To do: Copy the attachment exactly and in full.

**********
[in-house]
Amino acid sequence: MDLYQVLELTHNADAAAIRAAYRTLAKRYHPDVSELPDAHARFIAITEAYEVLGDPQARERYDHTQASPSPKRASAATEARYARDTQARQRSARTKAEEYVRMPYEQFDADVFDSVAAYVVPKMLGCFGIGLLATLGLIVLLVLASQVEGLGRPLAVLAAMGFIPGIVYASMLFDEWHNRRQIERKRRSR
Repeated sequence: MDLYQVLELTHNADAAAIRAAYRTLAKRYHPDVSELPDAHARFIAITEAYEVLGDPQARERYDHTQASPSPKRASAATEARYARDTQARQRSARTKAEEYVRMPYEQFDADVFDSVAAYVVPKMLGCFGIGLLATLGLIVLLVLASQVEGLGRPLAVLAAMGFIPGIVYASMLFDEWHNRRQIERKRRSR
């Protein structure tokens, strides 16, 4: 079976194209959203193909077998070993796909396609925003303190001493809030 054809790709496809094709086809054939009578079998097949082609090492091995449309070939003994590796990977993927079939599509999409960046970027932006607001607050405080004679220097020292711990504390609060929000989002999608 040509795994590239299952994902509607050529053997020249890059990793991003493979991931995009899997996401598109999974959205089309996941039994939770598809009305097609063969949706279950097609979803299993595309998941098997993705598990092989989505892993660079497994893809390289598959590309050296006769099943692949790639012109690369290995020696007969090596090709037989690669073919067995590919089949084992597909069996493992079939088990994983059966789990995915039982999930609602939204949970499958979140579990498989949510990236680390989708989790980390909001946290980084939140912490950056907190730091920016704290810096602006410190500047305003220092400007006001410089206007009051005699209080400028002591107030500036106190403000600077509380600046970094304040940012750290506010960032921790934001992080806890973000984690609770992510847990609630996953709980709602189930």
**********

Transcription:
[in-house]
Amino acid sequence: MDLYQVLELTHNADAAAIRAAYRTLAKRYHPDVSELPDAHARFIAITEAYEVLGDPQARERYDHTQASPSPKRASAATEARYARDTQARQRSARTKAEEYVRMPYEQFDADVFDSVAAYVVPKMLGCFGIGLLATLGLIVLLVLASQVEGLGRPLAVLAAMGFIPGIVYASMLFDEWHNRRQIERKRRSR
Repeated sequence: MDLYQVLELTHNADAAAIRAAYRTLAKRYHPDVSELPDAHARFIAITEAYEVLGDPQARERYDHTQASPSPKRASAATEARYARDTQARQRSARTKAEEYVRMPYEQFDADVFDSVAAYVVPKMLGCFGIGLLATLGLIVLLVLASQVEGLGRPLAVLAAMGFIPGIVYASMLFDEWHNRRQIERKRRSR
């Protein structure tokens, strides 16, 4: 079976194209959203193909077998070993796909396609925003303190001493809030 054809790709496809094709086809054939009578079998097949082609090492091995449309070939003994590796990977993927079939599509999409960046970027932006607001607050405080004679220097020292711990504390609060929000989002999608 040509795994590239299952994902509607050529053997020249890059990793991003493979991931995009899997996401598109999974959205089309996941039994939770598809009305097609063969949706279950097609979803299993595309998941098997993705598990092989989505892993660079497994893809390289598959590309050296006769099943692949790639012109690369290995020696007969090596090709037989690669073919067995590919089949084992597909069996493992079939088990994983059966789990995915039982999930609602939204949970499958979140579990498989949510990236680390989708989790980390909001946290980084939140912490950056907190730091920016704290810096602006410190500047305003220092400007006001410089206007009051005699209080400028002591107030500036106190403000600077509380600046970094304040940012750290506010960032921790934001992080806890973000984690609770992510847990609630996953709980709602189930």